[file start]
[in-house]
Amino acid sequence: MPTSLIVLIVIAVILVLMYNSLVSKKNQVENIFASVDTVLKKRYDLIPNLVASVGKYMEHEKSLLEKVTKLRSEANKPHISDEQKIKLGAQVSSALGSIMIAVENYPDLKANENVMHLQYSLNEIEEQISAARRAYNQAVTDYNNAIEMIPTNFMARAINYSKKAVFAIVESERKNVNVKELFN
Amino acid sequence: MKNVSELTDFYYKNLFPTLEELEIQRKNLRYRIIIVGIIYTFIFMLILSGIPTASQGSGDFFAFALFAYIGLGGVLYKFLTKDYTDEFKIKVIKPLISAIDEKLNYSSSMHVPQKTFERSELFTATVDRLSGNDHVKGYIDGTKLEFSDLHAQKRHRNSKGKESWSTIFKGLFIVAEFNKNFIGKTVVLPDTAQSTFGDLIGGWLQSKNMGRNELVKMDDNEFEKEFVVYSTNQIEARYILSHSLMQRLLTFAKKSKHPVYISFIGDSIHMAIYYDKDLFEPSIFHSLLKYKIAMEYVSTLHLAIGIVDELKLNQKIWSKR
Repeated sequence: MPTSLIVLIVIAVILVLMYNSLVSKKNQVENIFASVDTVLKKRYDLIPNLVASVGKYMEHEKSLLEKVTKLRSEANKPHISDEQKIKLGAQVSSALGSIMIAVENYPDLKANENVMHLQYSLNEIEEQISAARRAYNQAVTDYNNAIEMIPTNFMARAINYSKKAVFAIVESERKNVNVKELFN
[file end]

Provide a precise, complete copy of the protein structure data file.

[in-house]
Amino acid sequence: MPTSLIVLIVIAVILVLMYNSLVSKKNQVENIFASVDTVLKKRYDLIPNLVASVGKYMEHEKSLLEKVTKLRSEANKPHISDEQKIKLGAQVSSALGSIMIAVENYPDLKANENVMHLQYSLNEIEEQISAARRAYNQAVTDYNNAIEMIPTNFMARAINYSKKAVFAIVESERKNVNVKELFN
Amino acid sequence: MKNVSELTDFYYKNLFPTLEELEIQRKNLRYRIIIVGIIYTFIFMLILSGIPTASQGSGDFFAFALFAYIGLGGVLYKFLTKDYTDEFKIKVIKPLISAIDEKLNYSSSMHVPQKTFERSELFTATVDRLSGNDHVKGYIDGTKLEFSDLHAQKRHRNSKGKESWSTIFKGLFIVAEFNKNFIGKTVVLPDTAQSTFGDLIGGWLQSKNMGRNELVKMDDNEFEKEFVVYSTNQIEARYILSHSLMQRLLTFAKKSKHPVYISFIGDSIHMAIYYDKDLFEPSIFHSLLKYKIAMEYVSTLHLAIGIVDELKLNQKIWSKR
Repeated sequence: MPTSLIVLIVIAVILVLMYNSLVSKKNQVENIFASVDTVLKKRYDLIPNLVASVGKYMEHEKSLLEKVTKLRSEANKPHISDEQKIKLGAQVSSALGSIMIAVENYPDLKANENVMHLQYSLNEIEEQISAARRAYNQAVTDYNNAIEMIPTNFMARAINYSKKAVFAIVESERKNVNVKELFN